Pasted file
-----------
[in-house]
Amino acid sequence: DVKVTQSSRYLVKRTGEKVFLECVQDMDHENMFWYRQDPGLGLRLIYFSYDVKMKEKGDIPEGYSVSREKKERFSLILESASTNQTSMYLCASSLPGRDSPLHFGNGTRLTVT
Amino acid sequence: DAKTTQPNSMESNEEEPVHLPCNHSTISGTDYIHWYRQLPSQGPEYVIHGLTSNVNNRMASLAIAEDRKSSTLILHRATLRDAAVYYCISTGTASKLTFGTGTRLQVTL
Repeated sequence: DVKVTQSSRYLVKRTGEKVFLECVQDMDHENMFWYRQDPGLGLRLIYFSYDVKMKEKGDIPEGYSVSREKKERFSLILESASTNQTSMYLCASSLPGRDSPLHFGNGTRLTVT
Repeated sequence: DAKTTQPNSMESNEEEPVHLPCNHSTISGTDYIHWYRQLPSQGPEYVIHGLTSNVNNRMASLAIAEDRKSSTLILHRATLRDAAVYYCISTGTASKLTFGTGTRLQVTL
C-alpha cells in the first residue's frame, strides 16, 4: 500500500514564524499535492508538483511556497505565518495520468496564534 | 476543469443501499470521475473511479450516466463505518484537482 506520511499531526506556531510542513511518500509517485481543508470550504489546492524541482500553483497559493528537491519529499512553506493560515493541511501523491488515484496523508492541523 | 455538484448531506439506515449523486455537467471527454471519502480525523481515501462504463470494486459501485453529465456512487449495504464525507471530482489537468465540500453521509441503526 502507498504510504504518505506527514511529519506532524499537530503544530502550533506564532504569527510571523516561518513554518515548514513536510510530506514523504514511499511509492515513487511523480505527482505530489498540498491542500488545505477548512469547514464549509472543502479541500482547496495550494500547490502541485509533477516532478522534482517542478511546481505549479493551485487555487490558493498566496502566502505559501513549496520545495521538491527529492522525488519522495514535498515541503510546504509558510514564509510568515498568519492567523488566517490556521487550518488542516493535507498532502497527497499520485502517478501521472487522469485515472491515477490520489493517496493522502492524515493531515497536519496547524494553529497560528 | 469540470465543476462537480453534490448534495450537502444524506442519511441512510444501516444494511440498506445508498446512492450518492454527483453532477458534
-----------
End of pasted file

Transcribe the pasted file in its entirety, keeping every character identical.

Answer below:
[in-house]
Amino acid sequence: DVKVTQSSRYLVKRTGEKVFLECVQDMDHENMFWYRQDPGLGLRLIYFSYDVKMKEKGDIPEGYSVSREKKERFSLILESASTNQTSMYLCASSLPGRDSPLHFGNGTRLTVT
Amino acid sequence: DAKTTQPNSMESNEEEPVHLPCNHSTISGTDYIHWYRQLPSQGPEYVIHGLTSNVNNRMASLAIAEDRKSSTLILHRATLRDAAVYYCISTGTASKLTFGTGTRLQVTL
Repeated sequence: DVKVTQSSRYLVKRTGEKVFLECVQDMDHENMFWYRQDPGLGLRLIYFSYDVKMKEKGDIPEGYSVSREKKERFSLILESASTNQTSMYLCASSLPGRDSPLHFGNGTRLTVT
Repeated sequence: DAKTTQPNSMESNEEEPVHLPCNHSTISGTDYIHWYRQLPSQGPEYVIHGLTSNVNNRMASLAIAEDRKSSTLILHRATLRDAAVYYCISTGTASKLTFGTGTRLQVTL
C-alpha cells in the first residue's frame, strides 16, 4: 500500500514564524499535492508538483511556497505565518495520468496564534 | 476543469443501499470521475473511479450516466463505518484537482 506520511499531526506556531510542513511518500509517485481543508470550504489546492524541482500553483497559493528537491519529499512553506493560515493541511501523491488515484496523508492541523 | 455538484448531506439506515449523486455537467471527454471519502480525523481515501462504463470494486459501485453529465456512487449495504464525507471530482489537468465540500453521509441503526 502507498504510504504518505506527514511529519506532524499537530503544530502550533506564532504569527510571523516561518513554518515548514513536510510530506514523504514511499511509492515513487511523480505527482505530489498540498491542500488545505477548512469547514464549509472543502479541500482547496495550494500547490502541485509533477516532478522534482517542478511546481505549479493551485487555487490558493498566496502566502505559501513549496520545495521538491527529492522525488519522495514535498515541503510546504509558510514564509510568515498568519492567523488566517490556521487550518488542516493535507498532502497527497499520485502517478501521472487522469485515472491515477490520489493517496493522502492524515493531515497536519496547524494553529497560528 | 469540470465543476462537480453534490448534495450537502444524506442519511441512510444501516444494511440498506445508498446512492450518492454527483453532477458534